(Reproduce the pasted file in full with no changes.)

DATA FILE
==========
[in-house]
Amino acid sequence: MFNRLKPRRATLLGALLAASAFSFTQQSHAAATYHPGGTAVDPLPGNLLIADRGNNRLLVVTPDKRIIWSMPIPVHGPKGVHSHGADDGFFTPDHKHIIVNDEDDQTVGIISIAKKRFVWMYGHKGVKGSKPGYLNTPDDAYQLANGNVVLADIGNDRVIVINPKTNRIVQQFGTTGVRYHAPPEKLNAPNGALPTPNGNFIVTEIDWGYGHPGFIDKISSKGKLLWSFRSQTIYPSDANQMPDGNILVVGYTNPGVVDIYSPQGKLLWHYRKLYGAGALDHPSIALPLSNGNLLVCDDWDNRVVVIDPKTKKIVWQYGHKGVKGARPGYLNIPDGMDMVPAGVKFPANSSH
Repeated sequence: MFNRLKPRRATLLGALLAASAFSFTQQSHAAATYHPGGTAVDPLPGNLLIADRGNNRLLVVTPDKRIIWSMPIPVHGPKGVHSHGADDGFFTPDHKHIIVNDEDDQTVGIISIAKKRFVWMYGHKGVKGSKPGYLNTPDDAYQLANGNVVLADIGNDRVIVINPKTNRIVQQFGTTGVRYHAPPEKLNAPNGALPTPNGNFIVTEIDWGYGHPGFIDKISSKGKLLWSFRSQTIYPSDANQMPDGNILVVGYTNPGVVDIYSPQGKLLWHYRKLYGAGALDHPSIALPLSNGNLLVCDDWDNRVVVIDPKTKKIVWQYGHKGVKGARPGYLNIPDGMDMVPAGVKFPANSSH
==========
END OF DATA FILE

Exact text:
[in-house]
Amino acid sequence: MFNRLKPRRATLLGALLAASAFSFTQQSHAAATYHPGGTAVDPLPGNLLIADRGNNRLLVVTPDKRIIWSMPIPVHGPKGVHSHGADDGFFTPDHKHIIVNDEDDQTVGIISIAKKRFVWMYGHKGVKGSKPGYLNTPDDAYQLANGNVVLADIGNDRVIVINPKTNRIVQQFGTTGVRYHAPPEKLNAPNGALPTPNGNFIVTEIDWGYGHPGFIDKISSKGKLLWSFRSQTIYPSDANQMPDGNILVVGYTNPGVVDIYSPQGKLLWHYRKLYGAGALDHPSIALPLSNGNLLVCDDWDNRVVVIDPKTKKIVWQYGHKGVKGARPGYLNIPDGMDMVPAGVKFPANSSH
Repeated sequence: MFNRLKPRRATLLGALLAASAFSFTQQSHAAATYHPGGTAVDPLPGNLLIADRGNNRLLVVTPDKRIIWSMPIPVHGPKGVHSHGADDGFFTPDHKHIIVNDEDDQTVGIISIAKKRFVWMYGHKGVKGSKPGYLNTPDDAYQLANGNVVLADIGNDRVIVINPKTNRIVQQFGTTGVRYHAPPEKLNAPNGALPTPNGNFIVTEIDWGYGHPGFIDKISSKGKLLWSFRSQTIYPSDANQMPDGNILVVGYTNPGVVDIYSPQGKLLWHYRKLYGAGALDHPSIALPLSNGNLLVCDDWDNRVVVIDPKTKKIVWQYGHKGVKGARPGYLNIPDGMDMVPAGVKFPANSSH